(Bob Daemmrich/Austonia)

After a year hiatus, the Travis Central Appraisal District plans to reappraise home values in 2021. Area school districts welcomed the news, but some criticized the appraisal district's response, saying it compounded the financial losses of the pandemic and ignored an ongoing dispute with the Austin Board of Realtors.


"Surely of all the years that this could have happened in terms of what schools and teachers have been struggling with, they picked a pretty bad year," Eanes ISD Superintendent Dr. Tom Leonard told Austonia.

A hot market

When TCAD announced in February that it would not reappraise home values this year, representatives from eight Travis County school districts wrote a letter saying that doing so would negatively affect their budgets, which are almost entirely funded through property tax revenue.

This, some say, is exactly what happened.

"We would have been $3.5 million higher in our revenue if the appraiser would have appraised the property values the way all of the indicators that were announced by everyone," Leonard said. "Multiple sources said that the residential property in our area was north of 9% (growth)."

Because TCAD didn't reappraise home values this year, however, Eanes ISD saw a more modest increase in its tax revenue—around 2.9%, according to TCAD data, thanks to new construction and other improvements—than it had planned for.

Leonard said this was "a significant deciding factor" in the school board's decision to freeze teacher salaries.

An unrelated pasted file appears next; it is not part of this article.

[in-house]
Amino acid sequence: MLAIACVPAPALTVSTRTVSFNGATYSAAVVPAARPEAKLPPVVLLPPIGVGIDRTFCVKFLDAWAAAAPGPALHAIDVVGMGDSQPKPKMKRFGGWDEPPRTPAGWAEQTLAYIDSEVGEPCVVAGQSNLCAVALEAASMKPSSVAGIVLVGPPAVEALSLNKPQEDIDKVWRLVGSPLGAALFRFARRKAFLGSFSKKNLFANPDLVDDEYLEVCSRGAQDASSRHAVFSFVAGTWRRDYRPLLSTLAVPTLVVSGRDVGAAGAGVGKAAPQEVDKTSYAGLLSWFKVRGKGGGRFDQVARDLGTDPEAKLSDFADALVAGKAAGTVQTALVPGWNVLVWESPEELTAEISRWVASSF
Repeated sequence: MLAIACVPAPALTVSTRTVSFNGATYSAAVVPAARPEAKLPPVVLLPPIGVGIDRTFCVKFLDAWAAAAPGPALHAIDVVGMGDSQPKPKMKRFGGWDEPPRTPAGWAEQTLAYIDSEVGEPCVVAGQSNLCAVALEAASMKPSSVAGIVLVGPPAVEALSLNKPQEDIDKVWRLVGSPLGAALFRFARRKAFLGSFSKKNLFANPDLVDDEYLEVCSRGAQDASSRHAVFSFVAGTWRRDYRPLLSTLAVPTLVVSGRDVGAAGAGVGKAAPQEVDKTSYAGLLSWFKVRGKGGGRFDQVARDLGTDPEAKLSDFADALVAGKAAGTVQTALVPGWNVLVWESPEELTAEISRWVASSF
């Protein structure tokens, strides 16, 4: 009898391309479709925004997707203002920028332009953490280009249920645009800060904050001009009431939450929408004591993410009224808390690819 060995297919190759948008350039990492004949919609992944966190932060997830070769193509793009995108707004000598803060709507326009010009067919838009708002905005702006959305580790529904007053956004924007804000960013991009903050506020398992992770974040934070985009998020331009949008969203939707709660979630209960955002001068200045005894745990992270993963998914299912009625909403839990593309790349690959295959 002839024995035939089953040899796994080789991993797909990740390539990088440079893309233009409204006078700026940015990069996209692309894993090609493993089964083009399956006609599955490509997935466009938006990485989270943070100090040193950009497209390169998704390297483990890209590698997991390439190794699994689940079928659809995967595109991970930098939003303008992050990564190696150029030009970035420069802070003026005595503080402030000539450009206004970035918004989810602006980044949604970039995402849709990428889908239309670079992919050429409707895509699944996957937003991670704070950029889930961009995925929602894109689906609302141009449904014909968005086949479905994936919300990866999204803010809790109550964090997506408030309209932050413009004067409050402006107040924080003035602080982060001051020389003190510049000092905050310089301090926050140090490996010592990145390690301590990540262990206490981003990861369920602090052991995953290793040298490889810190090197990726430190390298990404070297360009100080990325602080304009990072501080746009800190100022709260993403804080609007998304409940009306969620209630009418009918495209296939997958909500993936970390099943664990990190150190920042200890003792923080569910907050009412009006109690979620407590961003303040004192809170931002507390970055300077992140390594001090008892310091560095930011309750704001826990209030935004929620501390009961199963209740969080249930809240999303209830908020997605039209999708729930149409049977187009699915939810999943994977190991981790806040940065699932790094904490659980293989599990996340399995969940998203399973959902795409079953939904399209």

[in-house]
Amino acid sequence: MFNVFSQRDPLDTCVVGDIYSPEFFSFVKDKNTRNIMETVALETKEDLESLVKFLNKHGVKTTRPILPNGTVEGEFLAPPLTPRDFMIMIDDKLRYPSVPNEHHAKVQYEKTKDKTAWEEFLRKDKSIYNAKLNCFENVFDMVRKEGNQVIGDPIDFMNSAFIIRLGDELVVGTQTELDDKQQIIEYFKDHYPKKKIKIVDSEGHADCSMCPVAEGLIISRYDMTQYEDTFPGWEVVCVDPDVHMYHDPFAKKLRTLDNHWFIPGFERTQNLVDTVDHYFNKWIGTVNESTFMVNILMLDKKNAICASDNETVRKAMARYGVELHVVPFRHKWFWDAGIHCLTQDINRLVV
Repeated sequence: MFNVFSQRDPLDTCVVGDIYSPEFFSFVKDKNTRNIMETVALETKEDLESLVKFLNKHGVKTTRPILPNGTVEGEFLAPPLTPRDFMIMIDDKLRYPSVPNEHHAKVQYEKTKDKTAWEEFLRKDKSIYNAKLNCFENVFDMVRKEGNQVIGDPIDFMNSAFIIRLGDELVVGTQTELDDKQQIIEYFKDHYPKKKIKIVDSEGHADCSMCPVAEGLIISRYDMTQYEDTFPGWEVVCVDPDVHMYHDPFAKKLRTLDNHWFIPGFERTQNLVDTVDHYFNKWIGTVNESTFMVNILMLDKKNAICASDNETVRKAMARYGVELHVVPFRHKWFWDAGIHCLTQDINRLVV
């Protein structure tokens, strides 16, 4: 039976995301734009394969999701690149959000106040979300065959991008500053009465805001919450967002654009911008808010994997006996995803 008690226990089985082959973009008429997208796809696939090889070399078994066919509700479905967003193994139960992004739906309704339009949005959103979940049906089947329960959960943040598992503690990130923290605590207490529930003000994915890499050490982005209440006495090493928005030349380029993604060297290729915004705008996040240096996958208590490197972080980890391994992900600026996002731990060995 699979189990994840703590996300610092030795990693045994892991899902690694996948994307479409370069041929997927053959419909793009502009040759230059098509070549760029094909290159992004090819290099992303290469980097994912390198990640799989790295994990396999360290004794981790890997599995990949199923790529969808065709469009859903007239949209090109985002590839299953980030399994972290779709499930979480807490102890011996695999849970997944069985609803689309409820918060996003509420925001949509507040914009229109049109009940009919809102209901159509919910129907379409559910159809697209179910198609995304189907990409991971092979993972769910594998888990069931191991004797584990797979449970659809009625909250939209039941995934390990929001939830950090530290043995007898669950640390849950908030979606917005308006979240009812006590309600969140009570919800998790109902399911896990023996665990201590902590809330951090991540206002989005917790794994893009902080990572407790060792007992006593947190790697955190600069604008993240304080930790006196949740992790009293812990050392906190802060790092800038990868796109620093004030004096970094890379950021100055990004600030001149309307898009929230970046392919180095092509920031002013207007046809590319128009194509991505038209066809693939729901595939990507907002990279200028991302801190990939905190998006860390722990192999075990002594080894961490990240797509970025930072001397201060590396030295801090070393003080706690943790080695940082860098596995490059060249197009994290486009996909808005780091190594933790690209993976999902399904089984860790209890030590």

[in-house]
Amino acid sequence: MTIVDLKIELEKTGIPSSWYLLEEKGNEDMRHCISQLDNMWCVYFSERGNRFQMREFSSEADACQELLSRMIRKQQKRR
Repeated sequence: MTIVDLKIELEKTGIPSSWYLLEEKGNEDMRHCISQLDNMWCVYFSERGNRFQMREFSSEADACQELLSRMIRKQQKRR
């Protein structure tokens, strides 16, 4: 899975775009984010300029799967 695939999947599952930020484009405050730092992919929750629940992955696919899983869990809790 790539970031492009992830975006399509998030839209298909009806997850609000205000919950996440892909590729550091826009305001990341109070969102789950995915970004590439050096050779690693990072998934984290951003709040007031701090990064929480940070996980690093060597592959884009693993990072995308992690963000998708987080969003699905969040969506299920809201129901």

"The appraiser's inability to come up with a solution for seven months when she knew this was a problem and while other counties did come up with a solution to this (same issue) had a definite effect on teachers' wellbeing," he said.

Other school districts echoed Leonard's assessment that they would have collected more revenue had homes been reappraised.

Austin ISD Chief Business Officer Larry Throm estimated the school district lost around $2 million in property tax revenue, of which it collected $1.57 billion this fiscal year.

Round Rock ISD CFO Dr. Kenneth Adix couldn't be sure of the exact amount the school district would have collected had TCAD reappraised home values this year but said any loss was significant given that RRISD is facing a $15 million deficit due to the pandemic.

Not every district faced a shortfall, however.

"There was really no impact to Lake Travis ISD due to the non-appraisal," Assistant Superintendent for Business and Operations Pam Sanchez said.

LTISD is a property wealthy district, like Eane and Austin ISDs. As a result, Sanchez said any property tax revenue the district lost out on would likely have been sent back to the state through the recapture system.

A data dispute

Texas is one of 12 non-disclosure states in the U.S., which means real estate sales prices and other market data are not publicly available.